I like to challenge my students. I like to choose activities and stimuli that will prove to be thought provoking and different. I have no desire to make them, or me, feel uncomfortable, but I do feel that I need to be pushing them mentally in order for them to come up with an interesting response to the materials I provide.
Generally I’m not in favour of promoting products or companies in my teaching activities, unless I’m trying to engage my students in critically analysing a subject, for example advertisings effect on children. I’m going to make an exception here though because the Guardian is a news organisation that I think deserves any publicity it gets. I believe it through it’s pursuit of quality investigative journalism, it is actively trying to make the world a better place. In this series, I’m going to share some of the ideas that I get from its online content. Continue reading “Ideas from the Guardian: Experiences”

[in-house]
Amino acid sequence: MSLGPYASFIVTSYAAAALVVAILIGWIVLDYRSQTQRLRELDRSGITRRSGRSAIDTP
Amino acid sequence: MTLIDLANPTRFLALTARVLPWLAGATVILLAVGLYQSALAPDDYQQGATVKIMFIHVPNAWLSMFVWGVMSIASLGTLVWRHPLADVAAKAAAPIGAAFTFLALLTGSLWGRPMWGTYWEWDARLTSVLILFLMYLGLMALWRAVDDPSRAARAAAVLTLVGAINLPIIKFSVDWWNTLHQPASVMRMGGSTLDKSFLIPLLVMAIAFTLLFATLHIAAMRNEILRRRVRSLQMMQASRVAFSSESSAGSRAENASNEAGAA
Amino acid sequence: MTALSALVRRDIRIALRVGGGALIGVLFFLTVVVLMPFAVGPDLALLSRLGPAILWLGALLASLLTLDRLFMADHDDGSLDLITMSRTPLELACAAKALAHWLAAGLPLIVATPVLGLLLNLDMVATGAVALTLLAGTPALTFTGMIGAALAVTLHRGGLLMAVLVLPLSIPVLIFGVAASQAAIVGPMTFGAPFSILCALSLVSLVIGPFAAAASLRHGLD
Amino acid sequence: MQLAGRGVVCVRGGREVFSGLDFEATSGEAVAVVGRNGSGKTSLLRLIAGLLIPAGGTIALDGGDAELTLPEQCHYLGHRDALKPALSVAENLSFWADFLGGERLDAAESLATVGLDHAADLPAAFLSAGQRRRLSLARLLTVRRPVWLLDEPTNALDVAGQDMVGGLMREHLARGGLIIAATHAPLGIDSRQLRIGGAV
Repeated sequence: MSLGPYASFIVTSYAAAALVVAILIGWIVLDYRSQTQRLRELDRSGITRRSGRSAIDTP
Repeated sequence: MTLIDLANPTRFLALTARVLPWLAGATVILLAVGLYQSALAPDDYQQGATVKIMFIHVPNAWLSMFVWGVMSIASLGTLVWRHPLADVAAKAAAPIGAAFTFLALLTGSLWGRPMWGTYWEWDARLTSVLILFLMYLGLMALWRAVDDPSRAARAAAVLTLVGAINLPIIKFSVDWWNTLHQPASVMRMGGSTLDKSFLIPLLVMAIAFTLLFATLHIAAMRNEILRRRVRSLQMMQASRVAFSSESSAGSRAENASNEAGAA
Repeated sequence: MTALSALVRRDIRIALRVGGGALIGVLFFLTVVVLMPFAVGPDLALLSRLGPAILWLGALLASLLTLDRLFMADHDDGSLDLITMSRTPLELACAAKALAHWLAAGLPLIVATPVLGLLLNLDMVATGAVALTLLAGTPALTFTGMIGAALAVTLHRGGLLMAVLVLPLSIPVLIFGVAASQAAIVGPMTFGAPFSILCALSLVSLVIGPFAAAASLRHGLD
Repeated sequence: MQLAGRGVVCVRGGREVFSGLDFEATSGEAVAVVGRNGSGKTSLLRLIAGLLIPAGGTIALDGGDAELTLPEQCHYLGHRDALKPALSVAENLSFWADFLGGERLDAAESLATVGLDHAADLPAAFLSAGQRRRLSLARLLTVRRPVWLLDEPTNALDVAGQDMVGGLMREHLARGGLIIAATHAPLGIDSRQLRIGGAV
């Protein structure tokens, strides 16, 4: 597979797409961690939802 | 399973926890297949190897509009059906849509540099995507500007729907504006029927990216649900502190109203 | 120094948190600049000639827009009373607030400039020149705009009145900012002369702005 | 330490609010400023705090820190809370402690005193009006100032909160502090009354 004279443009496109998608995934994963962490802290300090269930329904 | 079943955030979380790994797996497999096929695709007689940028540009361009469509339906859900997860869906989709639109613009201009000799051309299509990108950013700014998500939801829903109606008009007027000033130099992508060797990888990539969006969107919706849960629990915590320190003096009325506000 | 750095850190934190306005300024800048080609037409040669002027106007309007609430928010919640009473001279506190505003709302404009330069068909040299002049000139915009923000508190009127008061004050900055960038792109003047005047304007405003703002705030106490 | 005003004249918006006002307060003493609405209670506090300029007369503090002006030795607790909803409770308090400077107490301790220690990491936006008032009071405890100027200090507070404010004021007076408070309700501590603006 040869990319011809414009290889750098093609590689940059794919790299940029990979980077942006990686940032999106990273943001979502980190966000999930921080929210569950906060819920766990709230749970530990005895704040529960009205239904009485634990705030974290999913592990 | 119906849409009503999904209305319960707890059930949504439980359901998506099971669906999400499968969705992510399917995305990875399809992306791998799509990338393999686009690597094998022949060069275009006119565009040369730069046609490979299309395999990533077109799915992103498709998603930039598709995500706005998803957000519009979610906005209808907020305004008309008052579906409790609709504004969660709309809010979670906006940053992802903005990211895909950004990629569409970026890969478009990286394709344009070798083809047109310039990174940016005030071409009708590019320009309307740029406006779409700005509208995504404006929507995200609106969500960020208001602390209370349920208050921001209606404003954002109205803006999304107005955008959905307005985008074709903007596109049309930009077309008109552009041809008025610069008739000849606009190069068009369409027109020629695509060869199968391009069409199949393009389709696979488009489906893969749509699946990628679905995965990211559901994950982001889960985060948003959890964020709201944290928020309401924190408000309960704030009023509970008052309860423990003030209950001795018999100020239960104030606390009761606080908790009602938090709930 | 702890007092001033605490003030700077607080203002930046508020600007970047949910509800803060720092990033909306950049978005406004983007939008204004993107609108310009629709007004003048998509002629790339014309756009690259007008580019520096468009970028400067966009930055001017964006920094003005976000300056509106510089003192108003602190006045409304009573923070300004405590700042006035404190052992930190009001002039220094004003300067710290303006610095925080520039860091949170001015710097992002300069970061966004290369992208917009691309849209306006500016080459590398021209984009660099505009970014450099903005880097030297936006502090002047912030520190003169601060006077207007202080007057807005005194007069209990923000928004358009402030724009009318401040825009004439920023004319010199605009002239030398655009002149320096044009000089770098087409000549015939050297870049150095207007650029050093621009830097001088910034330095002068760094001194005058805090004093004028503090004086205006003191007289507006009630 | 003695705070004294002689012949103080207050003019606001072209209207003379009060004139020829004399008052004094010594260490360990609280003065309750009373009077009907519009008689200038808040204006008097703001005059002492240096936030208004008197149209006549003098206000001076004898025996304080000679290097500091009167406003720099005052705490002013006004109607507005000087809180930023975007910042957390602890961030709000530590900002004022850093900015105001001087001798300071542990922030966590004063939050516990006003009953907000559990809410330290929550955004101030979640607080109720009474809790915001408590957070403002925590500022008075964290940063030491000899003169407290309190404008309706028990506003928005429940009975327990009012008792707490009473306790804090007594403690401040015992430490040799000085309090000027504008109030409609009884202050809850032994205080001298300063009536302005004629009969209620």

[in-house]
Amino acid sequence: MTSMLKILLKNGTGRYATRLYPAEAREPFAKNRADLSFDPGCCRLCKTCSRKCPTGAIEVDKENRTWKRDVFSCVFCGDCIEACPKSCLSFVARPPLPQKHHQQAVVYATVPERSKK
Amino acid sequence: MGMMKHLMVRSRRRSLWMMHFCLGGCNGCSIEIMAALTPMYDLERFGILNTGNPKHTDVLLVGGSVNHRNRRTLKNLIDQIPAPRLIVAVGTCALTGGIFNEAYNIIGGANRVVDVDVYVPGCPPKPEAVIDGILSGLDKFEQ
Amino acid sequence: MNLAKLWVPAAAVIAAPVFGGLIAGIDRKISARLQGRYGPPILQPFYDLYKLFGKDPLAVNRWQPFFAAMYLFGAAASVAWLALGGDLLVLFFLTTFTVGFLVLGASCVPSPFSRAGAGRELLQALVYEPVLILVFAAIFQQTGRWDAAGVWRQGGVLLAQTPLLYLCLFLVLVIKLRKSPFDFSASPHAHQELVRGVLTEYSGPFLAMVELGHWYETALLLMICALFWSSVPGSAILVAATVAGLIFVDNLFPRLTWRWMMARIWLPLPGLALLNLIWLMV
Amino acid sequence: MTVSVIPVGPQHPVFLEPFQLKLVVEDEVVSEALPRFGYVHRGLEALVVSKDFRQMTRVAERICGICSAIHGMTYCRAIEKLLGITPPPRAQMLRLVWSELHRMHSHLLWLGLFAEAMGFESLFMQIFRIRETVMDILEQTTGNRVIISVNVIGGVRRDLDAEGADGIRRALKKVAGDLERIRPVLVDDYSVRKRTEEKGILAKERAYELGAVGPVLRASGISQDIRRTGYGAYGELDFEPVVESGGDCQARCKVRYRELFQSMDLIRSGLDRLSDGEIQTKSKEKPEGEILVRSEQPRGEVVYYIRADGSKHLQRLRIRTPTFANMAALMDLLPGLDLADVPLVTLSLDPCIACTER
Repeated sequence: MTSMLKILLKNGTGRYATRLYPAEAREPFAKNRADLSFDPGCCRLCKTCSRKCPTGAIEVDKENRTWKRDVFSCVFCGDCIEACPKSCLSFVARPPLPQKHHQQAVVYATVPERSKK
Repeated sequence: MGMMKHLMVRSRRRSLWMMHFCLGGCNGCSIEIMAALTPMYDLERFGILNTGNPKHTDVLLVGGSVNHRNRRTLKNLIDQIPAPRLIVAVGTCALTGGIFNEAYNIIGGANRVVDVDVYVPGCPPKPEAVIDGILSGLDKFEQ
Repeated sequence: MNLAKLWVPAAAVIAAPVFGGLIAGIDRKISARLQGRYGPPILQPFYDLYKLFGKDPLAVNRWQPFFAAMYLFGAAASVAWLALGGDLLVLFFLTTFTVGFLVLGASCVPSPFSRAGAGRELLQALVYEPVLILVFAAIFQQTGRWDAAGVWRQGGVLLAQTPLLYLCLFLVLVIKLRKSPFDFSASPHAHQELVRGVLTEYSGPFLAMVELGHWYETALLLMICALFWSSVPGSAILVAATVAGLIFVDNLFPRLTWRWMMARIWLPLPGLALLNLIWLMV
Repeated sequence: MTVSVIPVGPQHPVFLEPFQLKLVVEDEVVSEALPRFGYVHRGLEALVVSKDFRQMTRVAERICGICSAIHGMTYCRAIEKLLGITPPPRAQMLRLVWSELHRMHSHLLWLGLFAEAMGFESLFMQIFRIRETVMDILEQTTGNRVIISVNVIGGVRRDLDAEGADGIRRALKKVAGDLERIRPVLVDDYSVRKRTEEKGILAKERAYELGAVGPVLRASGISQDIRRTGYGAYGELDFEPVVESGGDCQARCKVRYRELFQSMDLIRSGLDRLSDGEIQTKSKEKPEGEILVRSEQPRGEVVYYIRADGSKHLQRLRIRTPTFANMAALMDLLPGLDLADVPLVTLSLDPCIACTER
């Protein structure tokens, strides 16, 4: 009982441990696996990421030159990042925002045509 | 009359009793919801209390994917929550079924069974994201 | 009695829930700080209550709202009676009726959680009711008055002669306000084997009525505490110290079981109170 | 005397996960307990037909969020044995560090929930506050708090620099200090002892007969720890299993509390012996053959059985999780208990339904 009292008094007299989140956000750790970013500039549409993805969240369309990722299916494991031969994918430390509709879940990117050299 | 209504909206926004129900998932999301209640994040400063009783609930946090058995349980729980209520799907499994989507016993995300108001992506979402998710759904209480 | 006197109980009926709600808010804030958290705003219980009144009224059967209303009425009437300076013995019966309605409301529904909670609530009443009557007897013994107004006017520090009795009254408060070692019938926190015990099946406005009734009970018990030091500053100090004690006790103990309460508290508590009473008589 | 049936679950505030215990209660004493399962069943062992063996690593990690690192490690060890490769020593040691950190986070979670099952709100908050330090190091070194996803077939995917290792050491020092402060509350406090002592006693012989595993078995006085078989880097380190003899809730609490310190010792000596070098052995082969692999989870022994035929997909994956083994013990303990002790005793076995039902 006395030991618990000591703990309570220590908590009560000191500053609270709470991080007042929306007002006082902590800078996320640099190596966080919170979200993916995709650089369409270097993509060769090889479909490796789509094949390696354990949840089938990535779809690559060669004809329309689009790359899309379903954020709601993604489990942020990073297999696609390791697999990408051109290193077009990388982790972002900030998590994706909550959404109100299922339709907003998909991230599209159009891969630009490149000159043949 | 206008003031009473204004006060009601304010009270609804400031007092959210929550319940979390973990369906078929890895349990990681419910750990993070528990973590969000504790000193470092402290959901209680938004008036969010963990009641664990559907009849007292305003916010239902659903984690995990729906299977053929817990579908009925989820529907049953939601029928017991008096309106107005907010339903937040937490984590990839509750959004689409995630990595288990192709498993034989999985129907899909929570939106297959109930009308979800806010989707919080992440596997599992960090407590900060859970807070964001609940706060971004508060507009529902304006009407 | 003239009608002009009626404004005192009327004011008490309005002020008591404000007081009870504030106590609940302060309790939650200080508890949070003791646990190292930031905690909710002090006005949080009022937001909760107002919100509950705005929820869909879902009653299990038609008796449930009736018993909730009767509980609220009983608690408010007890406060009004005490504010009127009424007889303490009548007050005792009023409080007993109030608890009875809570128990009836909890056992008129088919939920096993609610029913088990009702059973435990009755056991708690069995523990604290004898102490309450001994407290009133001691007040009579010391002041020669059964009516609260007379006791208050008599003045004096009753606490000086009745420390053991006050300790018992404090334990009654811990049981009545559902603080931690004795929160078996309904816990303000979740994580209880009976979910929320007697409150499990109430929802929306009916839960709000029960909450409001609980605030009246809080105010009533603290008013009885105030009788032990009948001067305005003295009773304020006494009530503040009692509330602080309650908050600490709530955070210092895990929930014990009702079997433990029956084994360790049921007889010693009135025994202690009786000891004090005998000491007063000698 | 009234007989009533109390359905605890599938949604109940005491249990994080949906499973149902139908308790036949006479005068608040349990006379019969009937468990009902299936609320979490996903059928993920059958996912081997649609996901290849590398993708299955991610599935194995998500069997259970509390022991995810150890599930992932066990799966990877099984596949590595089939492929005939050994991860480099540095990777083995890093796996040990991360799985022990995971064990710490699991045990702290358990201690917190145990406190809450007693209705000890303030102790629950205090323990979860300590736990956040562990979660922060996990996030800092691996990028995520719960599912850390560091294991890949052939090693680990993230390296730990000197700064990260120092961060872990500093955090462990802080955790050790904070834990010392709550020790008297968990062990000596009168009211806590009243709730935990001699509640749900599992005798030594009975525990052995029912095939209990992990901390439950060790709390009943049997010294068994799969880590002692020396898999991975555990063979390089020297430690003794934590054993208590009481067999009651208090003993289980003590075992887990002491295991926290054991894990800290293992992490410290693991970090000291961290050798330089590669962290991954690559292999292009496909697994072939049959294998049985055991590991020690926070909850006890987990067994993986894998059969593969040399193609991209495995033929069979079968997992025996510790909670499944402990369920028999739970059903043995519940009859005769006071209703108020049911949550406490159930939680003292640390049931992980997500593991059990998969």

I’ve been reading the Guardian newspaper ever since I was a teenager, and though I can no longer pop to the newsagent to pick one up, it is still my main source of news and comment. From the news articles to the various podcasts, I don’t think I could live without it. It’s the only newspaper that I know of that has a TEFL section, which should make it popular with us teachers too.
One of my favourite pages is 24 Hours in Pictures. Every day they publish a collection of around fifteen recent images. This includes pictures from current global events, as well as other notable images. It’s a great resource that can be used in a variety of ways, including as a conversation starter. Below is an example of how I used the page in an upper intermediate and above lesson about photography: Continue reading “Ideas From The Guardian: 24 Hours In Pictures”